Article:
MILWAUKEE — As the pandemic continues, so do people's struggles with mental health.
At least 42 percent of people have reported feelings of anxiety or depression, according to the Centers for Disease Control. More than 4 out of 10 adults have reported the pandemic has had a serious impact on their mental health.
It has some people turning to creative ways to cope with the stress. TMJ4 goes 360 on what people are doing to improve their mental health during this time.
Nickie Brandenberger has been struggling with pandemic fatigue. The mother of two says the days have gotten harder for it.
"I can feel that negative energy and lack of patience with simple things build,” said Brandenberger.
To get through it, she hits the trails. Brandenberger has taken up hiking by herself. She isn't the only one. According to Statista, last year 57.8 million Americans were hiking as well, which is a 16 percent percent increase from 2019.
“I know I have to build in some time to get away and do something for a whole day. So that recharges me,” said Brandenberger.
Outside is also where Theresa Garcia recharges. But she finds her solace in a unique sport that she often plays with friends: disc golf. Garcia learned to play disc golf in 2020. She has found playing a sport has made a difference during the pandemic.
“It’s such a safe socially distant outdoors thing to do,” said Garcia.
The American Psychological Association finds people who spend at least two recreational hours outside in a week reported significantly greater health and well-being.
“It really helped a lot of people, myself included, stay sane during this crazy unpredictable time,” said Garcia.
Helping others is Marrika Rodgers job. The Milwaukee counselor hears daily from parents who are struggles in our community.
“They have very little help and are so heartbroken with the fact that they haven't been able to engage with their children because they have so much on their plate,” said Rodgers.
According to Office of Children’s Mental Health, at least 51 percent of moms of young children have reported frequent and constant loneliness.
It is an issue Marrika knows first hand. She is a mother as well and says the pandemic has been difficult. She has started monthly community healing sessions and a parent support group.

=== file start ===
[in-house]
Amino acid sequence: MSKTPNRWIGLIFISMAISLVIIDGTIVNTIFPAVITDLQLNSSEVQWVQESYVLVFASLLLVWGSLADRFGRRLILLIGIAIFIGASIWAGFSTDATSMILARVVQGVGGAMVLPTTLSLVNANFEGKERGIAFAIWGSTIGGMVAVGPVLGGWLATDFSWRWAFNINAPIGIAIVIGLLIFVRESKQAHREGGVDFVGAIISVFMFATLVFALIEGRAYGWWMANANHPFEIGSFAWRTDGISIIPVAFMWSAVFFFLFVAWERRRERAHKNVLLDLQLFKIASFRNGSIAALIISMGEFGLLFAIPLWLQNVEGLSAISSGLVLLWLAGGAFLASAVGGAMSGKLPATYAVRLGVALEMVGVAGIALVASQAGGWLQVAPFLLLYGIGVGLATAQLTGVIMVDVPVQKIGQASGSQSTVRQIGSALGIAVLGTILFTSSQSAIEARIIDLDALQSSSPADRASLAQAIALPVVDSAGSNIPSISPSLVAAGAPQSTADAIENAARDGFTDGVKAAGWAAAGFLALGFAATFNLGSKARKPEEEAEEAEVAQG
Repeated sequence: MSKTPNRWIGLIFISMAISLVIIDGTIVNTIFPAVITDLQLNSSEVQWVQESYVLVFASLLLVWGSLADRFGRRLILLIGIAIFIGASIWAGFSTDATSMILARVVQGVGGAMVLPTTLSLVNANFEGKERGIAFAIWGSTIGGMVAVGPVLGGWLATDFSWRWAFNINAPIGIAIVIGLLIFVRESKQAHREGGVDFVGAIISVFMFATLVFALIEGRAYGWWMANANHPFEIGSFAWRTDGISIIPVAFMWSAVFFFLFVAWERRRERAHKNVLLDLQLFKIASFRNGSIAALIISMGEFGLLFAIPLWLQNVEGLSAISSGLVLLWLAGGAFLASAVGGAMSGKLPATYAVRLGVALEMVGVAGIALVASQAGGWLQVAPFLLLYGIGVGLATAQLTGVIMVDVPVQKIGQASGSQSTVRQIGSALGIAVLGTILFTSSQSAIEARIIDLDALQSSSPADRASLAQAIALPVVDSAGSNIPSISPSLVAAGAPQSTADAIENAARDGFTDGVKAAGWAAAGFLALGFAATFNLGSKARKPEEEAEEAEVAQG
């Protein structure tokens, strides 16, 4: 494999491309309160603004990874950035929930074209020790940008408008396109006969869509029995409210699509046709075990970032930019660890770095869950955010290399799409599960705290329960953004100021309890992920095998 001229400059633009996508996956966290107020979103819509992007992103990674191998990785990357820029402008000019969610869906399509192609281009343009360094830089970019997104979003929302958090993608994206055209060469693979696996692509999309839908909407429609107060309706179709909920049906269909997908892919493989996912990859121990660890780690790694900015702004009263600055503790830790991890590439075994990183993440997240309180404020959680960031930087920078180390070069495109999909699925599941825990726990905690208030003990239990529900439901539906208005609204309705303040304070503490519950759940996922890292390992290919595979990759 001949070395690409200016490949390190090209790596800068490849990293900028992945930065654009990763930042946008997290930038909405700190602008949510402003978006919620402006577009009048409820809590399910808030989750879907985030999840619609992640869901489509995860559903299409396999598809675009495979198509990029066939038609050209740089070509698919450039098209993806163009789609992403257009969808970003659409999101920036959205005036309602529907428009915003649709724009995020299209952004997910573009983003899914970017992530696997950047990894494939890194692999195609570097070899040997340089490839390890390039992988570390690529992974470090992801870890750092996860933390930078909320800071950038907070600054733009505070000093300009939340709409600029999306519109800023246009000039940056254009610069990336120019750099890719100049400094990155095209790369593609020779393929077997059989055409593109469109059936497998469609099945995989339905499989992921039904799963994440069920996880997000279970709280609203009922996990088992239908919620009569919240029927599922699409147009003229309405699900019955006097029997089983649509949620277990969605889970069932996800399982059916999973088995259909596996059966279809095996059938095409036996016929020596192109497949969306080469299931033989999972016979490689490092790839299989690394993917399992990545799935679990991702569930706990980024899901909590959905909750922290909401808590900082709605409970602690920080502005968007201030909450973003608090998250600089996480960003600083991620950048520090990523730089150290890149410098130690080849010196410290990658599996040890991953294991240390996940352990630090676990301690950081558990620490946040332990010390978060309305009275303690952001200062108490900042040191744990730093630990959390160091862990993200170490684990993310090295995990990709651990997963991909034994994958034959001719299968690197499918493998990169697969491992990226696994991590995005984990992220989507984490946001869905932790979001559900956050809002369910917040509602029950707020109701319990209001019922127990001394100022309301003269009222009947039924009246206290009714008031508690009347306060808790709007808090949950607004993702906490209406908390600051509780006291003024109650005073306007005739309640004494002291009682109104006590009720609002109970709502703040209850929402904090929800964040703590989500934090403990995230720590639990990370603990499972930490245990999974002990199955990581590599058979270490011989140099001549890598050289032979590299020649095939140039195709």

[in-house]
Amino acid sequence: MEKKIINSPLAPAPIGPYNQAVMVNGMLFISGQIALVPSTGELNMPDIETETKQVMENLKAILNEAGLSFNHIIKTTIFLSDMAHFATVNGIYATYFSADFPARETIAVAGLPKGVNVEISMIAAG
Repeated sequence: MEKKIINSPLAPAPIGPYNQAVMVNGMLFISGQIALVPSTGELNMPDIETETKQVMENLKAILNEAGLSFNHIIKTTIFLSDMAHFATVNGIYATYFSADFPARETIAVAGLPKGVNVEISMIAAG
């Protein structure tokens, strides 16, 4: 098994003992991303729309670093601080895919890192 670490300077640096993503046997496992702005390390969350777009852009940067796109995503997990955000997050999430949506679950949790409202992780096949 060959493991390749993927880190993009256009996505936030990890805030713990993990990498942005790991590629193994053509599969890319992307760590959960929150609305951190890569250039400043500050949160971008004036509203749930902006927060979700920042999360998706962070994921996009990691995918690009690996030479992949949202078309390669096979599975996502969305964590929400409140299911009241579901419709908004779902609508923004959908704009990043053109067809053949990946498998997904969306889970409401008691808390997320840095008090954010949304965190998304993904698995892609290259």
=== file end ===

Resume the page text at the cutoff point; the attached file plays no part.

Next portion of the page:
“I had to learn to better communicate my own feelings with my daughter, like, being honest that today I need to rest. That communication is important because you never want your child to feel like you're neglecting them. But they need to understand just as you try to help them live their best lives mentally and emotionally, you need to make sure you’re at your best as well,” said Rodgers.
Bringing people together is how a Brookfield man has been getting through the pandemic. For more than a year and a half, Gary Kilvinger plays the trumpet for his neighborhood. He does it every Sunday night.
“Playing on the end of my driveway was kind of fun. Never did that before and also having some people come out and listen to it and actually appreciate it and it kind of gave me a good feeling on the inside,” said Kilvinger.
That feeling is proven to work. Studies by the National Institutes of Health say playing an instrument does more for a person’s mental health than just make them “feel good.” Studies show it can decrease a person’s anxiety level and help with stress.
It also helps the person listening to the music. Kilvinger says even though he only plays for a few minutes it is a time for him and the neighborhood to take a break.
“You know, while the venue doesn't change and the program doesn't change very much still means something to that person and so I'm thinking that's a real important thing for me to give back to the community, something that I have to give,” said Kilvinger.
If you need help coping during this time there are some free local resources available for mental health help hereor you can call 2-1-1 for more. If you need help right now, the National Suicide Prevention Lifeline at 1-800-273-TALK (8255) is available 24 hours a day.